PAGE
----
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Gambling industry now targeting and grooming children

Martin Thomas

13 June 2024

Our kids are being deliberately targeted and groomed by the gambling industry.

A new pilot study released by the Foundation for Alcohol Research and Education last week revealed children as young as 14 were being targeted by social media ads urging them to download gambling apps on their phones.

The pilot study by Deakin University researchers used an AI- based system to scan the screens of children for online marketing of harmful products such as gambling, tobacco, alcohol and junk food.

Of course, we knew gambling companies targeted our kids through the endless stream of advertising that now saturates our sports coverage, now this latest research gives us just a glimpse of the hidden campaign to entrap our children.

Many people now know Australia is the biggest loser in the world in terms of gambling losses per head of population. We lose a staggering $25 billion every year.

But what we still do not know is the extent to which the tentacles of the gambling industry is reaching into the lives of every Australian including our children.

We also lack a complete picture of just what our addiction to gambling is doing to our society.

You simply cannot tear $25 billion away from people, from families and from communities - especially amid a cost-of-living crisis - and not have an impact.

The simple fact is, unlike alcohol or tobacco, there is virtually no substantive government funding to fund either research or public education campaigns to reduce gambling harm in Australia.

But there is no shortage of personal stories of trauma. Like the father who read his son's, *Ethan, suicide letter to a group of Canberra parliamentarians in a closed-door meeting of the Parliamentary Friends of Gambling Harm Reduction last week.

Ethan had tried everything to give up gambling. He would self-exclude from gambling sites explaining he was on the brink of suicide. Their response was to lure him back to gambling with special offers and inducements.

In the end Ethan took his life.

We don't collect data on gambling when we record suicides in Australia. They do in Hong Kong, where figures reveal one in five suicides or 20 per cent of all suicides are in some way linked to gambling.

In Sweden, research shows that people with what academics technically call "a gambling disorder" are 15 times more likely to take their life than the general population.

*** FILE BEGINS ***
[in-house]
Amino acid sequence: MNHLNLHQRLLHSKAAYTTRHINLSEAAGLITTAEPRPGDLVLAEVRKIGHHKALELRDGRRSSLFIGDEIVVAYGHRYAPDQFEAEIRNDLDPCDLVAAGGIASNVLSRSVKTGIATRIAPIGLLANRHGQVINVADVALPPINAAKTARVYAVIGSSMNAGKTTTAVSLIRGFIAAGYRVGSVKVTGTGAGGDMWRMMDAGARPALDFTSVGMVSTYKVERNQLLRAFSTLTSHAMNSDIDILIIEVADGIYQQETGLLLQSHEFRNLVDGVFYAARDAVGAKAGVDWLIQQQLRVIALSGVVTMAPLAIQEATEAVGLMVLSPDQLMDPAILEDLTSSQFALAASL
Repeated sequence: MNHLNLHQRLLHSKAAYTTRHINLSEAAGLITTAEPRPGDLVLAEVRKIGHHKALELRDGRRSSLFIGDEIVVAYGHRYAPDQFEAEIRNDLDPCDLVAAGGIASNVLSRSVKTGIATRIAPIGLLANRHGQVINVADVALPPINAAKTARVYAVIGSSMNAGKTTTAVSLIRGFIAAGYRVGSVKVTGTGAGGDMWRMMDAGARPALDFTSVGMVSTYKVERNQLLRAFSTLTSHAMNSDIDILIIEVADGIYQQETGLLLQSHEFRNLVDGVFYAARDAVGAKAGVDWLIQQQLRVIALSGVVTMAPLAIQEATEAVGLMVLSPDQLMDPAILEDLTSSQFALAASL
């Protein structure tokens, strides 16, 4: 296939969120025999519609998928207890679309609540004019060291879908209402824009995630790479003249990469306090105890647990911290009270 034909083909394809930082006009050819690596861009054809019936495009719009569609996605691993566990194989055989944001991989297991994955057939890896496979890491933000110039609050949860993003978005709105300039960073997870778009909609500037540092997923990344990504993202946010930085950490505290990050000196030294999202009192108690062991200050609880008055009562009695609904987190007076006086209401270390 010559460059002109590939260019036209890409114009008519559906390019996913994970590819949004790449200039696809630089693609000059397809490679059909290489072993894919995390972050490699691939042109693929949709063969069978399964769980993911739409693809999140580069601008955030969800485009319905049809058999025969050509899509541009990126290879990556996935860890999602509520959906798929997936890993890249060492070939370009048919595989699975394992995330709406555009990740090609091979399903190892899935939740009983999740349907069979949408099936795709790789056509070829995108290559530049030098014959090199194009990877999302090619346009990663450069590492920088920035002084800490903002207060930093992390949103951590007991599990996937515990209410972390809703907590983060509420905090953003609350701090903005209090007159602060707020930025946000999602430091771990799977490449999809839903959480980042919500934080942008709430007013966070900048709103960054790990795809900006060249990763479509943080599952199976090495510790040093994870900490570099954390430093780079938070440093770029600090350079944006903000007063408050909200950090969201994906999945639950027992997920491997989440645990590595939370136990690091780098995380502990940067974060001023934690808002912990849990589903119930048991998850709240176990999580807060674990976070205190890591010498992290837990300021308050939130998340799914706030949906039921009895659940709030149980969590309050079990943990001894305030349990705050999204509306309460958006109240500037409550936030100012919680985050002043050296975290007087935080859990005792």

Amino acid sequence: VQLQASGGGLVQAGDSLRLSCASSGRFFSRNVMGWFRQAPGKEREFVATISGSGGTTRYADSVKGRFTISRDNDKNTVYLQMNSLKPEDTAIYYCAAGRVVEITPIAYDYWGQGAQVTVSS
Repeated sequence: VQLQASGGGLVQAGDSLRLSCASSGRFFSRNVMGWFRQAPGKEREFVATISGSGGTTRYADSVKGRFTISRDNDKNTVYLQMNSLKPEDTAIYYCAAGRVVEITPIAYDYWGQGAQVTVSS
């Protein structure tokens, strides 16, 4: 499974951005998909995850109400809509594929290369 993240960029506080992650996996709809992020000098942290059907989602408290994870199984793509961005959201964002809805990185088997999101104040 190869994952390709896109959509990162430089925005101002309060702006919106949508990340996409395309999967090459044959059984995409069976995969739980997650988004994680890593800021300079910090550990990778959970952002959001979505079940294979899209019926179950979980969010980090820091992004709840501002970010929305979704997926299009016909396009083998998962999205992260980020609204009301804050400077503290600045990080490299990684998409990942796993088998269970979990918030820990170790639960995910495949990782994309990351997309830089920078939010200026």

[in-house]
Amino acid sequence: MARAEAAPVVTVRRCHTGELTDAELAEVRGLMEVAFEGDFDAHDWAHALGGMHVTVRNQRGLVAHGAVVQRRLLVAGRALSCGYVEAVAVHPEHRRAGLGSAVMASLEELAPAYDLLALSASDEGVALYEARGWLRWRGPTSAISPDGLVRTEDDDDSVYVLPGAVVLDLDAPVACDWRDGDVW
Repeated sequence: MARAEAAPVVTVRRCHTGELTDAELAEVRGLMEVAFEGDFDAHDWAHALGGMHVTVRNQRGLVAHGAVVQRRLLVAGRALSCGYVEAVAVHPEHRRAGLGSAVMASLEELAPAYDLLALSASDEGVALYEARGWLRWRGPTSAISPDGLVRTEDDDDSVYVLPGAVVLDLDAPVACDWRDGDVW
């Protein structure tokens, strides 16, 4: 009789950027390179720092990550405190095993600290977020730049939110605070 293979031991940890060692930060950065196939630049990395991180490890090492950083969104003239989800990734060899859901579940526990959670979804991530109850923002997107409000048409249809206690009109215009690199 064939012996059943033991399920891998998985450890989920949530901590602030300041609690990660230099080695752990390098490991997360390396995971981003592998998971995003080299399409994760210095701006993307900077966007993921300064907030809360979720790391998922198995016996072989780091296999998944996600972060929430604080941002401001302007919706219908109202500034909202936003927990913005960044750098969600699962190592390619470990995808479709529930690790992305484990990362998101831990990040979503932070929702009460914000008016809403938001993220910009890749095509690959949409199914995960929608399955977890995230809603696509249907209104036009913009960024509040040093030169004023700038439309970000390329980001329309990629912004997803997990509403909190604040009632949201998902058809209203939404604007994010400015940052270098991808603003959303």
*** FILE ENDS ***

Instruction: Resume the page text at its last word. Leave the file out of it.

One survey by Financial Counselling Australia showed 80 per cent of gambling financial counsellors had clients reporting suicidal ideation and 48 per cent had clients who had attempted suicide.

Even with the lack of research funding, gambling rears its ugly head in every aspect of our community.

The financial loss is obvious, but such losses also cause chronic health and mental health issues, family break up and partner violence.

We know from research that violence is three times more likely to occur in families in which there is problem gambling.

Gambling increases both the frequency and the severity of family violence.

And then there is *Michelle's story, she went to a poker machine venue to escape an abusive partner. She was plied with alcohol and bet continuously. She ended up losing her savings and her superannuation. She was so desperate she attempted suicide three times.

More than a million gambling ads aired on free-to-air television and radio in just 12 months last year with an estimated $238 million splashed on campaigns to lure people into betting.

Australia is the wild west when it comes to gambling and gambling advertising. Our current restrictions, regulations and regulators are failing us.

There is a blueprint for change, a plan to reduce gambling harm in Australia in the form of the Murphy Report.

The report was the result of a parliamentary inquiry into gambling chaired by Labor MP. Peta Murphy delivered the report and campaigned for change in her last days of life last year.

The government received the report almost 12 months ago and has yet to respond.

The report has 31 recommendations including a reasonable and phased-in ban on all gambling advertising over three years. Implementing this report in full will reduce gambling harm in Australia.

The other significant reform that is critical at state level is the introduction of a mandatory cashless gambling card with pre-set loss limits. Tasmania has proposed one, so has the ACT. If they succeed, they will lead the country and hopefully cause others to follow.

And they will be following the recommendations of the NSW Crime Commission which found such a system would not only reduce gambling harm but it would combat the billions of dollars from proceeds of crime that are fed through poker machines every year.

Despite the lack of research and public education there is no hiding the devastating impact of gambling to our community. The toll of gambling's impact to just too devastating for our political leaders to fail to act.

*Note the names of people impacted by gambling in this article have been changed to protect their identity.

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